Wednesday, November 22, 2006

Picking through the credit card offers

I had the day off from work, so I finally had some spare time to sort through the various credit card offers I've received over the past few months. Seventeen of them to be exact. I applied for two of them over the phone, and was immediately approved for both. A year ago (next Wednesday) I was waiting for the final discharge of my personal bankruptcy, and it has taken be a while to get back on my feet and feel at least marginally comfortable with my renewed financial "security."

I had gotten one credit card back in July, and that is all I really need, but with my upcoming two-week trip to New York City at the end of the year, I felt the need for a little more flexibility. Some of these 0% introductory offers seemed like a great way to spread my expenses over a couple of months. Actually, I have decided not to do that and actually pay off the expenses as they became due in January and February, but at least I now will have the flexibility to shuffle money a little less rigidly.

Of the seventeen offers, I immediately rejected seven because they either had annual fees or simply had nothing special to offer. Two of the offers were affiliated with airline frequent traveler programs. I picked the Frontier-affiliated MasterCard since it offered miles for purchases and the HSBC Household Bank MasterCard which offers 2% cashback on purchases and 0% interest on purchases for six months. The credit limits are modest, in fact together only half of the limit for my CapitalOne card, but it is not my intention to use them for very much in the near future. Both have no annual fee.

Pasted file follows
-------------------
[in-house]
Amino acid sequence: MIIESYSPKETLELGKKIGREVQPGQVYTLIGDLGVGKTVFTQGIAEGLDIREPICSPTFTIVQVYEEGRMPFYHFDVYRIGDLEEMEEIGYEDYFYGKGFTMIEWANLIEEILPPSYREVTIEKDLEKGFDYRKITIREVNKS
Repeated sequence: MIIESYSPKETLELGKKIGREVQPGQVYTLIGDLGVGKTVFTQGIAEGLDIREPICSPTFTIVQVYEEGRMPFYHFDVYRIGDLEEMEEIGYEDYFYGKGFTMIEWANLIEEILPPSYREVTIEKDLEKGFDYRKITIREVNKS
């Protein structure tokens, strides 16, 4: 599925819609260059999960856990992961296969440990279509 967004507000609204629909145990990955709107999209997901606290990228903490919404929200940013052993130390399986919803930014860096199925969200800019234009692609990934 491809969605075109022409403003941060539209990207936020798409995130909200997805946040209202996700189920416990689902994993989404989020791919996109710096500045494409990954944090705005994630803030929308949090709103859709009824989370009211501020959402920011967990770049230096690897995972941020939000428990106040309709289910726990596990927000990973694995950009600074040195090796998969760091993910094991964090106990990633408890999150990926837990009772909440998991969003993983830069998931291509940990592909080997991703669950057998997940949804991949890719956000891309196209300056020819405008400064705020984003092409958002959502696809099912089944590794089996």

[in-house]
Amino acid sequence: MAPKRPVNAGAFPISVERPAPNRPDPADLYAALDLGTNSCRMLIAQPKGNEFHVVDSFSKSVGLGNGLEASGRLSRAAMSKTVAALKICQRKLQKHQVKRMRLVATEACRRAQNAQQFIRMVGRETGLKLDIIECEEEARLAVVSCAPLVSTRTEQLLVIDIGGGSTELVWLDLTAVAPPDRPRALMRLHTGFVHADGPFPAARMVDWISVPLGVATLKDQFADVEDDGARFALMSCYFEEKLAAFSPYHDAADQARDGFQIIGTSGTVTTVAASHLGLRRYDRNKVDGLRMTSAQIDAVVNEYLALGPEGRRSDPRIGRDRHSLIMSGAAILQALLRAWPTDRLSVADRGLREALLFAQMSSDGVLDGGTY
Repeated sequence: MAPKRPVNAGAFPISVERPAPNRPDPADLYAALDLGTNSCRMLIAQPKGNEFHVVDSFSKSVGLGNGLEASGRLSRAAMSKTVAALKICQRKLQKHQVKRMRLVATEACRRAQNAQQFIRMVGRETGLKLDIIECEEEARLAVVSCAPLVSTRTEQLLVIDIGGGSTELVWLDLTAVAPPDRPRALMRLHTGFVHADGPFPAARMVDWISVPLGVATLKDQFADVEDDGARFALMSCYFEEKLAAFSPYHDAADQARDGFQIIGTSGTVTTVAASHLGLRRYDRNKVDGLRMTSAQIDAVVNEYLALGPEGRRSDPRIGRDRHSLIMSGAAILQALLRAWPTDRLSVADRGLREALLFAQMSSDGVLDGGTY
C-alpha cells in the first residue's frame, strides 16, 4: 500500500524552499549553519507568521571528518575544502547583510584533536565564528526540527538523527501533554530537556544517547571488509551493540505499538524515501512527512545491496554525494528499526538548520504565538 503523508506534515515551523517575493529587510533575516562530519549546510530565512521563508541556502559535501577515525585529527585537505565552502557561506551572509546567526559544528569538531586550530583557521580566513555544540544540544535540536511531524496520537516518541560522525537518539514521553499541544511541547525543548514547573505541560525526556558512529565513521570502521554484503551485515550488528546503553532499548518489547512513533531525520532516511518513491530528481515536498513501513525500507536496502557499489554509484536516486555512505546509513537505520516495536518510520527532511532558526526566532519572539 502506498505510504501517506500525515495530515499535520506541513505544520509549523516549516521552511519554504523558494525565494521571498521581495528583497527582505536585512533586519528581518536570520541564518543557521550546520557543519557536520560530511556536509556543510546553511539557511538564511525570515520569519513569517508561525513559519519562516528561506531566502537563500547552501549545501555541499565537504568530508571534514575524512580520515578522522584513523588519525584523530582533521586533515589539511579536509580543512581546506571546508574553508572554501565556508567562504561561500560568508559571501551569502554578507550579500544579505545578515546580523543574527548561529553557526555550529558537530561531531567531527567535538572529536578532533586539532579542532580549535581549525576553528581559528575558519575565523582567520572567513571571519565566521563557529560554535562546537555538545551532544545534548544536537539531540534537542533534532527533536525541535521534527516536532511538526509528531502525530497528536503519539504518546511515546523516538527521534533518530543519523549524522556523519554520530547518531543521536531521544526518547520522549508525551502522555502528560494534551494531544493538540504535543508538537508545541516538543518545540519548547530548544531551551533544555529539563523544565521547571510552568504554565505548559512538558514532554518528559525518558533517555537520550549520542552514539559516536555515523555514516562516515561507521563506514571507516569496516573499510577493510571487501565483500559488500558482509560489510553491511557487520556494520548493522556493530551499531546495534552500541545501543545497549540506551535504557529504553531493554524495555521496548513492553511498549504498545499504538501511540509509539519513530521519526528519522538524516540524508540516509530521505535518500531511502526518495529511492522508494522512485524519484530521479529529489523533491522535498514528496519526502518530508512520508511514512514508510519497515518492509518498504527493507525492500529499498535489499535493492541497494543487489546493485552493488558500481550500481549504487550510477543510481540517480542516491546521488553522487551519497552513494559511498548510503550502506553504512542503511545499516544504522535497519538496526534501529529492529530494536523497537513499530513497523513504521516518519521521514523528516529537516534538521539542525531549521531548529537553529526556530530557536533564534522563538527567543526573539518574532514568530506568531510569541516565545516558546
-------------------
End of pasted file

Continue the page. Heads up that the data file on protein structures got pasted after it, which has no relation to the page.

I am still considering whether I should actually carry a balance on at least one card for a few months to help start rebuilding my credit history. The 0% introductory HSBC Household Bank card is a good candidate for that. If it comes within two weeks, I may well use it for half of my NYC hotel expenses. If I do run up a balance, it is also my intention to incrementally pay the balance into savings so that I don't need to mangle my budget to pay off the balance a few months down the line.

With three credit cards now (or at least within the next couple of weeks), I no longer need to consider getting any additional cards and have increased financial flexibility for short-term spikes in expenses. I will keep my eyes open for any cashback offers that might be better than the one I just got.

-- Jack Krupansky


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